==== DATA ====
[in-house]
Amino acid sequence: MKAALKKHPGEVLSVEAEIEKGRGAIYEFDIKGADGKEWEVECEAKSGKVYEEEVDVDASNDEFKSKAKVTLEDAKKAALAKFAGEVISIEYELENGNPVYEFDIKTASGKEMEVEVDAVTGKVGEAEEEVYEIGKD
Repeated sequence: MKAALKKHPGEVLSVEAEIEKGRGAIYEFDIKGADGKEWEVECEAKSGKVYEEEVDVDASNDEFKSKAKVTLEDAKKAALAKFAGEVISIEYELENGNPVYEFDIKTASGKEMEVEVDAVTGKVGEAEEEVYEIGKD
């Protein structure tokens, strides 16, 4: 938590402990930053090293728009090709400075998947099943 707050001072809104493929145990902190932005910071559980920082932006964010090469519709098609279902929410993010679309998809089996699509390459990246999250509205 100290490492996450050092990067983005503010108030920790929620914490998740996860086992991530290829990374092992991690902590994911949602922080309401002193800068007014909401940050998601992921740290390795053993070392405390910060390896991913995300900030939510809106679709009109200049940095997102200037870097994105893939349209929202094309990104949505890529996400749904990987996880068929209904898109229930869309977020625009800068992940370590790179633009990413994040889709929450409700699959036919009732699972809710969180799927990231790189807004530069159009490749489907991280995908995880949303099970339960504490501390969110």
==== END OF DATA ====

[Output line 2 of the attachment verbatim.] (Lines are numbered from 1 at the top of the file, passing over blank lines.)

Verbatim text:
Amino acid sequence: MKAALKKHPGEVLSVEAEIEKGRGAIYEFDIKGADGKEWEVECEAKSGKVYEEEVDVDASNDEFKSKAKVTLEDAKKAALAKFAGEVISIEYELENGNPVYEFDIKTASGKEMEVEVDAVTGKVGEAEEEVYEIGKD